Mr. Speaker, I am a strong believer in exporting Canadian values around the world, and one of the strongest values we have is that we protect people who are being persecuted. We protect people who are being attacked. We stand with people who only due to the fact of their religious beliefs or their faith are being slaughtered around the world. Canadian values say that our Canadian government stands up for people who are being attacked simply because of their faith.

I am very proud of the response of our government to date in humanitarian assistance but also because we have asked some of our brave women and men to go over to help. By the way, I met with people from the Peshmerga army over there, and they said they would love to have Canada's help and assistance to get them where they need to go to ensure that they fight this terrible organization, ISIL, and protect their people in Iraq.

Situation in Iraq September 16th, 2014

Mr. Speaker, Canada is deeply concerned about the recent increase in violence in Iraq and its humanitarian consequences. Canada certainly condemns, in the strongest terms, the targeting of civilians and religious minorities. We are deeply concerned about reports of possible war crimes and crimes against humanity. That is why we continue to call on all of the parties in the conflict to respect international humanitarian law.

In late August, I visited the cities of Erbil and Duhak in Iraq as part of an observer team, sponsored by the Reverend Majed El Shafie and One Free World International. We met personally with the internationally displaced persons, the IDPs, on the ground in the UNHCR camps that have been established. Their stories were heart-wrenching. We sat on the ground and in the tents of our fellow human beings. I have to say that their plight is unbelievable. This is an unspeakable tragedy, for which there is no excuse.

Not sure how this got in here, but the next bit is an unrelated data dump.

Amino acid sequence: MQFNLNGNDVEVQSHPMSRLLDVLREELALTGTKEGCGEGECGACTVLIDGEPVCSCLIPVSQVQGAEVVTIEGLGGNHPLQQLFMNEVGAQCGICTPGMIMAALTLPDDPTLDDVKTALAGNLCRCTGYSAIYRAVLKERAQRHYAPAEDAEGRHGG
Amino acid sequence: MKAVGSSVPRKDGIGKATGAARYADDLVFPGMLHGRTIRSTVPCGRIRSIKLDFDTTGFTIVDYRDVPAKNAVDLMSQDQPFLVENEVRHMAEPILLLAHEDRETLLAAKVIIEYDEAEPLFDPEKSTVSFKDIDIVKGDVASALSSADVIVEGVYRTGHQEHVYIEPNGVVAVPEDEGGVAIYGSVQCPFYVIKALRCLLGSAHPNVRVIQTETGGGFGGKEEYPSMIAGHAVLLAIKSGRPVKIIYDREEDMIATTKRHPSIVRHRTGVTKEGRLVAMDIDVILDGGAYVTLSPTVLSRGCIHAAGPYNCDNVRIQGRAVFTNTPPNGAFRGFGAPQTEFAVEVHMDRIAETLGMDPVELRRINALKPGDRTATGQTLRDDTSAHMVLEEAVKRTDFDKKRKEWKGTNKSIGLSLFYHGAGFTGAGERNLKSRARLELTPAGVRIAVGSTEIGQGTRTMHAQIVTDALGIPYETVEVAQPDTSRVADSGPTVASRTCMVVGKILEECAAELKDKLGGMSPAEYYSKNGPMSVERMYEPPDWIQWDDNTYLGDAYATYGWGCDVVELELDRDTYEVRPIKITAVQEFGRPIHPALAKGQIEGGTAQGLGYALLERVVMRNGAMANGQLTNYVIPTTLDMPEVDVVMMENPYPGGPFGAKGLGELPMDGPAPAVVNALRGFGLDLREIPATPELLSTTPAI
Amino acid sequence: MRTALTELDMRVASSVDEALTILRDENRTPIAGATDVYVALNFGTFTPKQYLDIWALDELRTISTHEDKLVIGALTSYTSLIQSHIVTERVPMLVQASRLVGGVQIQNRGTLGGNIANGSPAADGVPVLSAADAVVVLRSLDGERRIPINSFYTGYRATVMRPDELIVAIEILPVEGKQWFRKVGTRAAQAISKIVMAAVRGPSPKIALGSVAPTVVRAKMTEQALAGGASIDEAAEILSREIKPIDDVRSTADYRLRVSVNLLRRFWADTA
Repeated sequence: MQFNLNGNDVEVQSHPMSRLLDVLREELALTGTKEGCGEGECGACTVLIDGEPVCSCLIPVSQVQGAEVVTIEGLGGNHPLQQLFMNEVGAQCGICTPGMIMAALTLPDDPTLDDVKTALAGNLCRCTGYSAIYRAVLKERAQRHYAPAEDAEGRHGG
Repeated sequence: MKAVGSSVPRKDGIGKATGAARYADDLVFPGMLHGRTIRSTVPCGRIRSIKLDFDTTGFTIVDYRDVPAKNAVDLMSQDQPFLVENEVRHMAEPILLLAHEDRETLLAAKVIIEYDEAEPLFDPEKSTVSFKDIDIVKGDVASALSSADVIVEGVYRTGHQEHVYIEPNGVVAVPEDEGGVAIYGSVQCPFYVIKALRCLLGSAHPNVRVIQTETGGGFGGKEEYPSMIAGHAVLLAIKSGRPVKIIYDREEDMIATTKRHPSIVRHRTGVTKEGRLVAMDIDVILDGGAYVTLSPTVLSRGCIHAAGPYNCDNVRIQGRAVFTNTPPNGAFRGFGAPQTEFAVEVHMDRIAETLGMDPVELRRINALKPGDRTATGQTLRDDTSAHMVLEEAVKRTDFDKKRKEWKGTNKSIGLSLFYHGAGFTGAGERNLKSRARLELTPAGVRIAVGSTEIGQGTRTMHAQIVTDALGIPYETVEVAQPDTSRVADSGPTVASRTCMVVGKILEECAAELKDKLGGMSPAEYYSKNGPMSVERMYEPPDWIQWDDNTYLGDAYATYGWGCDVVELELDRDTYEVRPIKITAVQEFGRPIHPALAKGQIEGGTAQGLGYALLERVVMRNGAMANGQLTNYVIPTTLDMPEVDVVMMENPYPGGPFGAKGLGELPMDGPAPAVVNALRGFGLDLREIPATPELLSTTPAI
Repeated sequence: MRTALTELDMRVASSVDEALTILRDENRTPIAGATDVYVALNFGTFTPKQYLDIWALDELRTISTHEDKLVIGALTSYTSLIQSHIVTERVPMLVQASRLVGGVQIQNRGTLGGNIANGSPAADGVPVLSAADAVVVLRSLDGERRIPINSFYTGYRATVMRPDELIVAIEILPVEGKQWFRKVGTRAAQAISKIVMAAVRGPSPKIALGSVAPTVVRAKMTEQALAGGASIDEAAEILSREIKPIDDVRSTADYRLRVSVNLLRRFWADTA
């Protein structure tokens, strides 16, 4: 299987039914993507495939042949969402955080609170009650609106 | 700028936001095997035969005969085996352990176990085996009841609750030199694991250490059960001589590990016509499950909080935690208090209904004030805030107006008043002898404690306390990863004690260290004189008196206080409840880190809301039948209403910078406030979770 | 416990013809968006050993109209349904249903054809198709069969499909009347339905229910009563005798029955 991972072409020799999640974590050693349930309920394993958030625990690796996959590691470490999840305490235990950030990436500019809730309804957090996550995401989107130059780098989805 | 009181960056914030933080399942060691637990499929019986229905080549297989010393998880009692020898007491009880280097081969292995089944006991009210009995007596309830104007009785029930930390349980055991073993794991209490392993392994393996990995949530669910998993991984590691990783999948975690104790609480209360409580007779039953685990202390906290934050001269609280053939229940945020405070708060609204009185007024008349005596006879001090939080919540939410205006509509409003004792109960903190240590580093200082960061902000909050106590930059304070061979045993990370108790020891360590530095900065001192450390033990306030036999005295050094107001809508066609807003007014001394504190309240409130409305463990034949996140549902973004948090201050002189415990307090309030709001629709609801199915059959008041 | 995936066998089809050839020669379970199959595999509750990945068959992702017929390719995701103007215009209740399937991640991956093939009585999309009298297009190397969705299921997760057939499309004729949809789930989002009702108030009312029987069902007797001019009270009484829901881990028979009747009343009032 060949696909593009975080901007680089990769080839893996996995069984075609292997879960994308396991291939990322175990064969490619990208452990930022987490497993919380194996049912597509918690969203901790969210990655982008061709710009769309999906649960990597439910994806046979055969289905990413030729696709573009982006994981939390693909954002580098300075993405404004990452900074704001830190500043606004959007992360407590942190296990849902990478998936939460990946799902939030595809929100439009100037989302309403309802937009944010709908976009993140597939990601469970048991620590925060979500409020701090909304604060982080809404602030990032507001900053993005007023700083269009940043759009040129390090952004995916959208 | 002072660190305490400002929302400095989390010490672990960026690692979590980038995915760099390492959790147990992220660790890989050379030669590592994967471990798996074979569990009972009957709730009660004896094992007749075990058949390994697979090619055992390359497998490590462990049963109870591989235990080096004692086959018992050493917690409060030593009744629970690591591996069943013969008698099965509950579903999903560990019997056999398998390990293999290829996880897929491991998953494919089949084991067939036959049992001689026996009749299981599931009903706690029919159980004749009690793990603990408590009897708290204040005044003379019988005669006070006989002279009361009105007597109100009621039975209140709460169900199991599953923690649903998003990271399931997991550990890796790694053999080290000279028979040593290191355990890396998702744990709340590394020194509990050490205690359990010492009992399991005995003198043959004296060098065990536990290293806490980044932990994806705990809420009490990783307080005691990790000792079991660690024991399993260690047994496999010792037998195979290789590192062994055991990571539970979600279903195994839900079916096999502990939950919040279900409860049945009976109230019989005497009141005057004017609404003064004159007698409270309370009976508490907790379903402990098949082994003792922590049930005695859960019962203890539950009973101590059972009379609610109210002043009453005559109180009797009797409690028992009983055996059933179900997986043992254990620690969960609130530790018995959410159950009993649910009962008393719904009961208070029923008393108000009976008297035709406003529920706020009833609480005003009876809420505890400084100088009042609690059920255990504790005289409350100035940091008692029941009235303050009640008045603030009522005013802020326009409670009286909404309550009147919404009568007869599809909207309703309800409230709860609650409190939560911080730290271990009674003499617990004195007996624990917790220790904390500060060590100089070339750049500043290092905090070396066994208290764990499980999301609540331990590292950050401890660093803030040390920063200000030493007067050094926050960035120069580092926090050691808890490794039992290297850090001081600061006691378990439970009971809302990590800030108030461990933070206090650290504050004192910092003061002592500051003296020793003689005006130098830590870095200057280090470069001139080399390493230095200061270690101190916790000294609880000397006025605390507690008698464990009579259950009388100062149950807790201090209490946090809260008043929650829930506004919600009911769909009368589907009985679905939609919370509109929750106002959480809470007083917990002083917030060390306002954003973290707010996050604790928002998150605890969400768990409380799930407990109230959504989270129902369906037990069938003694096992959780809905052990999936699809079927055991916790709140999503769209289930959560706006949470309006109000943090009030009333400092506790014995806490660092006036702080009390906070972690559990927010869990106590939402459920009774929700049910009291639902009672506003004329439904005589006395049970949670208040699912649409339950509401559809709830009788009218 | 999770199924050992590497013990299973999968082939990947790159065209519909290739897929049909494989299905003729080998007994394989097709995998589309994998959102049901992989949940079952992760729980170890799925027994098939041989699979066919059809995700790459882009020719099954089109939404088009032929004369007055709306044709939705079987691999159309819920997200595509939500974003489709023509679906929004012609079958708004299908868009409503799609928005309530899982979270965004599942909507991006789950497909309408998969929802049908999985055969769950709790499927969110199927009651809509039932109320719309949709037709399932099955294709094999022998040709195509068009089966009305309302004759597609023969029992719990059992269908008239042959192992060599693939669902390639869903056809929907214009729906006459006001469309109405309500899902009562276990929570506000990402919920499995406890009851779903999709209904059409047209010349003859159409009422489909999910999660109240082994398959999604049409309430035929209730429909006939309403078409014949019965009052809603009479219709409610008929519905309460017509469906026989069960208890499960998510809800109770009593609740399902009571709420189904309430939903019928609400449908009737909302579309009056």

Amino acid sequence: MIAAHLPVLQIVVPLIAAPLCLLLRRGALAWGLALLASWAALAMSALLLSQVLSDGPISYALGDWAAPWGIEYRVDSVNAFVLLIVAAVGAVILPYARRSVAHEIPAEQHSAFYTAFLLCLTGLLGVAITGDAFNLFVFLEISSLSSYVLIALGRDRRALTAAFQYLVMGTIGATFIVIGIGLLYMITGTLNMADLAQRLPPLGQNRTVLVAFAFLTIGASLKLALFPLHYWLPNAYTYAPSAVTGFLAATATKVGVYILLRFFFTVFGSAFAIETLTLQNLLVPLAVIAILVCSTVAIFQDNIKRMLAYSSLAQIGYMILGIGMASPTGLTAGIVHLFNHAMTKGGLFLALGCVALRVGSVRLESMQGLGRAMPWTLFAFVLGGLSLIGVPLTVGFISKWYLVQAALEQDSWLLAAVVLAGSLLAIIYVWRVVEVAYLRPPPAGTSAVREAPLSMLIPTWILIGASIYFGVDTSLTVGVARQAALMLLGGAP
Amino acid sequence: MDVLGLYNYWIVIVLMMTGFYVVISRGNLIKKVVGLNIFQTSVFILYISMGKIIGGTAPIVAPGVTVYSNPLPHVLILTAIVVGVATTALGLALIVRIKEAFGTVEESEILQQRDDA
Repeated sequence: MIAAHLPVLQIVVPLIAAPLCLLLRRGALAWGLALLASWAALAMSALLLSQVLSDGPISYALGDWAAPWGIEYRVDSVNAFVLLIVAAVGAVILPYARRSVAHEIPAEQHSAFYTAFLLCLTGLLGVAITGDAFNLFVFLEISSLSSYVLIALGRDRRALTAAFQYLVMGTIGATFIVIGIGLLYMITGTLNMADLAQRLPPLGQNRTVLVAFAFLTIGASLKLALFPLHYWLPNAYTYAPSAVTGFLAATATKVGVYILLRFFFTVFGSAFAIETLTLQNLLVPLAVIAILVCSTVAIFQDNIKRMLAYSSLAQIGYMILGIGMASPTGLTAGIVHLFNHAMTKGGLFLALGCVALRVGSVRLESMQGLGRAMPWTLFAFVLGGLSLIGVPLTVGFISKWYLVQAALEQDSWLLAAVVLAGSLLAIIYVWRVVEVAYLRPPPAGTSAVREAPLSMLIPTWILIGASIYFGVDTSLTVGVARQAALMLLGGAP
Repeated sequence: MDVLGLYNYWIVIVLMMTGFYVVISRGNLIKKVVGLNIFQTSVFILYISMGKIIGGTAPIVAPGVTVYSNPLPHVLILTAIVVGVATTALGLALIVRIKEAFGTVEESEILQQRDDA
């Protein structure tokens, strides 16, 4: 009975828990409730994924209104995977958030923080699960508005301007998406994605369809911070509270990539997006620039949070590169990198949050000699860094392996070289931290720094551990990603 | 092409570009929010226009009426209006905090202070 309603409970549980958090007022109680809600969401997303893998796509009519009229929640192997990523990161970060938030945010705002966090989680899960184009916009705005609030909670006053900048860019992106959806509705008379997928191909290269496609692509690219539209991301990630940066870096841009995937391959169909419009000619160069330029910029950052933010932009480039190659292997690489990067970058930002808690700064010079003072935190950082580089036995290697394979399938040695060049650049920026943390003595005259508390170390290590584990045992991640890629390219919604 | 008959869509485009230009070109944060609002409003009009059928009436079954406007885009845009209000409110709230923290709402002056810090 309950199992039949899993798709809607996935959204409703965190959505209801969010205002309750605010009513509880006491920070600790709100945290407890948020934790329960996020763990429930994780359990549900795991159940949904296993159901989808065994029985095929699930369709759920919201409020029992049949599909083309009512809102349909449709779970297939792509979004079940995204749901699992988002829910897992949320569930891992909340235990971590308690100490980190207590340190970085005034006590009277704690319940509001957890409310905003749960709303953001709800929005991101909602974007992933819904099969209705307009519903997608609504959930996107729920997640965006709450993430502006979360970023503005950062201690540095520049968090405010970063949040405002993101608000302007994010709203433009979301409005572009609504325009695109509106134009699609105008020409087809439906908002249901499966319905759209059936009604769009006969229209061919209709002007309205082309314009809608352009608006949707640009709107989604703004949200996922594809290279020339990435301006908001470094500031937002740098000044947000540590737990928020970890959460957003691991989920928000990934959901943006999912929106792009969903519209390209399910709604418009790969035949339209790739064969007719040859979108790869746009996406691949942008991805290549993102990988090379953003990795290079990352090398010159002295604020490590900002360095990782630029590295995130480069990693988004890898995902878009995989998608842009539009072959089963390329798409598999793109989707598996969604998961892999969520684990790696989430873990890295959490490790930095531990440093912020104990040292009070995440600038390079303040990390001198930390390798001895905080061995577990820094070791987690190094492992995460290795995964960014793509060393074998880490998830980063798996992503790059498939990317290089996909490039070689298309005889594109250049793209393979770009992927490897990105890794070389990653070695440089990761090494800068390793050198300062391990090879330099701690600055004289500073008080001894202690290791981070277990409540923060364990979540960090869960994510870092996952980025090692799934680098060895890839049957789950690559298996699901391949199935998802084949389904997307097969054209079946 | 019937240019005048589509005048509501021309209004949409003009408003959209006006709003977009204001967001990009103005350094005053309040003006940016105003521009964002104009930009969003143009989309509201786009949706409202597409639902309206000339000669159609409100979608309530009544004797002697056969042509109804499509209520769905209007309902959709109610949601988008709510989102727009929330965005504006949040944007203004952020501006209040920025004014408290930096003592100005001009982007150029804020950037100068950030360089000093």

The humanitarian situation in Iraq continues to deteriorate as armed clashes between the Islamic State of Iraq and the Levant, ISIL, as we know it, and government forces drive displacement. Since January, an estimated 1.7 million people have been displaced throughout the country, which represents one-third of the largest cases of international displacement in the world. Basic services, including health care and water infrastructure, are disrupted, resulting in an acute humanitarian need.

The intensity of fighting in ISIL-held areas has resulted in a security situation that does not allow humanitarian organizations to operate. The persecution of minority groups, whom I met with, including Christians, Yazidis, Shabak, and Shia Turkman, is an ongoing concern.

Current displacement near the Kurdish region of Iraq has been only the latest development in a trend of large-scale displacement across Iraq that goes back to the beginning of the year. In early 2014, conflict displaced an estimated 475,000 people in Anbar province. In June, an estimated 571,000 people were displaced from Mosul. In August, an additional 662,000 people were displaced from the Sinjar area, when tens of thousands of Yazidis remained trapped for several days in dire humanitarian conditions. The size and pace of displacement has overwhelmed the local communities, which I met with, including the Duhak Governorate, which is now hosting more than 400,000 internally displaced persons.